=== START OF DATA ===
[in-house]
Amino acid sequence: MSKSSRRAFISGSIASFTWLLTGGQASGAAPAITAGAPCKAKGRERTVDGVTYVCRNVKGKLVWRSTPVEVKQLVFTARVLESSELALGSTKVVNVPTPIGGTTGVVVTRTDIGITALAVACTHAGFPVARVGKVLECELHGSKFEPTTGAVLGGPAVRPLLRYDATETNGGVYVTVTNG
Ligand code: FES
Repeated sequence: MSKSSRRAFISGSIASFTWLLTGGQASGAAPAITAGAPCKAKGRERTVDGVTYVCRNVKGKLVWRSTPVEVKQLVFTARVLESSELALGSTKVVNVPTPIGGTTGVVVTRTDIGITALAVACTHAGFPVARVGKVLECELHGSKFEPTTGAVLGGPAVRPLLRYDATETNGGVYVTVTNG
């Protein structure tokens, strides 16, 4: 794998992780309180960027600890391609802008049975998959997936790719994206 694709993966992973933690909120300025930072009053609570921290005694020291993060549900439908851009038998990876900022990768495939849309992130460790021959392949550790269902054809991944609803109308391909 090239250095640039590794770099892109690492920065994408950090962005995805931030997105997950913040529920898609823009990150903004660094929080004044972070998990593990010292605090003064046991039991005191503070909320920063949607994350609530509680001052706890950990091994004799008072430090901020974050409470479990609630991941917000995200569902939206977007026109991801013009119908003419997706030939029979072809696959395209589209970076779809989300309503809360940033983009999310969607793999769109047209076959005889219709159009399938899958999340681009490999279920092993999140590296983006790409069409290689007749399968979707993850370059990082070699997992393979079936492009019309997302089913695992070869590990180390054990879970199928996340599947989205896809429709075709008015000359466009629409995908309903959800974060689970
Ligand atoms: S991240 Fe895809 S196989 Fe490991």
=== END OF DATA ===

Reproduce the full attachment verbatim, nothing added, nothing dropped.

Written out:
[in-house]
Amino acid sequence: MSKSSRRAFISGSIASFTWLLTGGQASGAAPAITAGAPCKAKGRERTVDGVTYVCRNVKGKLVWRSTPVEVKQLVFTARVLESSELALGSTKVVNVPTPIGGTTGVVVTRTDIGITALAVACTHAGFPVARVGKVLECELHGSKFEPTTGAVLGGPAVRPLLRYDATETNGGVYVTVTNG
Ligand code: FES
Repeated sequence: MSKSSRRAFISGSIASFTWLLTGGQASGAAPAITAGAPCKAKGRERTVDGVTYVCRNVKGKLVWRSTPVEVKQLVFTARVLESSELALGSTKVVNVPTPIGGTTGVVVTRTDIGITALAVACTHAGFPVARVGKVLECELHGSKFEPTTGAVLGGPAVRPLLRYDATETNGGVYVTVTNG
């Protein structure tokens, strides 16, 4: 794998992780309180960027600890391609802008049975998959997936790719994206 694709993966992973933690909120300025930072009053609570921290005694020291993060549900439908851009038998990876900022990768495939849309992130460790021959392949550790269902054809991944609803109308391909 090239250095640039590794770099892109690492920065994408950090962005995805931030997105997950913040529920898609823009990150903004660094929080004044972070998990593990010292605090003064046991039991005191503070909320920063949607994350609530509680001052706890950990091994004799008072430090901020974050409470479990609630991941917000995200569902939206977007026109991801013009119908003419997706030939029979072809696959395209589209970076779809989300309503809360940033983009999310969607793999769109047209076959005889219709159009399938899958999340681009490999279920092993999140590296983006790409069409290689007749399968979707993850370059990082070699997992393979079936492009019309997302089913695992070869590990180390054990879970199928996340599947989205896809429709075709008015000359466009629409995908309903959800974060689970
Ligand atoms: S991240 Fe895809 S196989 Fe490991």